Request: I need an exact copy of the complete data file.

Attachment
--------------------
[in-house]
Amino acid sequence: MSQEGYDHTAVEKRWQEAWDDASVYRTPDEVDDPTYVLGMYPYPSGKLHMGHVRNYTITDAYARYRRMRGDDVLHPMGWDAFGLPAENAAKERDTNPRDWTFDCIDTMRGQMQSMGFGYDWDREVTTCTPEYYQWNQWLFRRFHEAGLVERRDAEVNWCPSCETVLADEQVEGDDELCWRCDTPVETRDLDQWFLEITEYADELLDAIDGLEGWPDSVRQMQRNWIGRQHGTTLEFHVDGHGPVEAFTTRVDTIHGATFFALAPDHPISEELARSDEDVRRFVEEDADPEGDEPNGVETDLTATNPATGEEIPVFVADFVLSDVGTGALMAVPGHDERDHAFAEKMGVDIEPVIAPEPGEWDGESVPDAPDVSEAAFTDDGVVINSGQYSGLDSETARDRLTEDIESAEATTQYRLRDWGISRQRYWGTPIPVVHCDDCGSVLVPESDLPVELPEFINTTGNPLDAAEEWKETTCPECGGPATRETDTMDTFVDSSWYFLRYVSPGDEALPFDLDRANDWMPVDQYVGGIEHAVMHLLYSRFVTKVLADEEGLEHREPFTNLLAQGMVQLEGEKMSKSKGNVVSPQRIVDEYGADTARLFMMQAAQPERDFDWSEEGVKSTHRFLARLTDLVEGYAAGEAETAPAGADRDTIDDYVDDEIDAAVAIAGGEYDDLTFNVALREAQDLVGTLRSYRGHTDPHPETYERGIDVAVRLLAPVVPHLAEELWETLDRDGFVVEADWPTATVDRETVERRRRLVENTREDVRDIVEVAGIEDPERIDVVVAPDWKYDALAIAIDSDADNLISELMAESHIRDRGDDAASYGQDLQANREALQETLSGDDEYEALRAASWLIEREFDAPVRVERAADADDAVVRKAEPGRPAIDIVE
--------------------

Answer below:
[in-house]
Amino acid sequence: MSQEGYDHTAVEKRWQEAWDDASVYRTPDEVDDPTYVLGMYPYPSGKLHMGHVRNYTITDAYARYRRMRGDDVLHPMGWDAFGLPAENAAKERDTNPRDWTFDCIDTMRGQMQSMGFGYDWDREVTTCTPEYYQWNQWLFRRFHEAGLVERRDAEVNWCPSCETVLADEQVEGDDELCWRCDTPVETRDLDQWFLEITEYADELLDAIDGLEGWPDSVRQMQRNWIGRQHGTTLEFHVDGHGPVEAFTTRVDTIHGATFFALAPDHPISEELARSDEDVRRFVEEDADPEGDEPNGVETDLTATNPATGEEIPVFVADFVLSDVGTGALMAVPGHDERDHAFAEKMGVDIEPVIAPEPGEWDGESVPDAPDVSEAAFTDDGVVINSGQYSGLDSETARDRLTEDIESAEATTQYRLRDWGISRQRYWGTPIPVVHCDDCGSVLVPESDLPVELPEFINTTGNPLDAAEEWKETTCPECGGPATRETDTMDTFVDSSWYFLRYVSPGDEALPFDLDRANDWMPVDQYVGGIEHAVMHLLYSRFVTKVLADEEGLEHREPFTNLLAQGMVQLEGEKMSKSKGNVVSPQRIVDEYGADTARLFMMQAAQPERDFDWSEEGVKSTHRFLARLTDLVEGYAAGEAETAPAGADRDTIDDYVDDEIDAAVAIAGGEYDDLTFNVALREAQDLVGTLRSYRGHTDPHPETYERGIDVAVRLLAPVVPHLAEELWETLDRDGFVVEADWPTATVDRETVERRRRLVENTREDVRDIVEVAGIEDPERIDVVVAPDWKYDALAIAIDSDADNLISELMAESHIRDRGDDAASYGQDLQANREALQETLSGDDEYEALRAASWLIEREFDAPVRVERAADADDAVVRKAEPGRPAIDIVE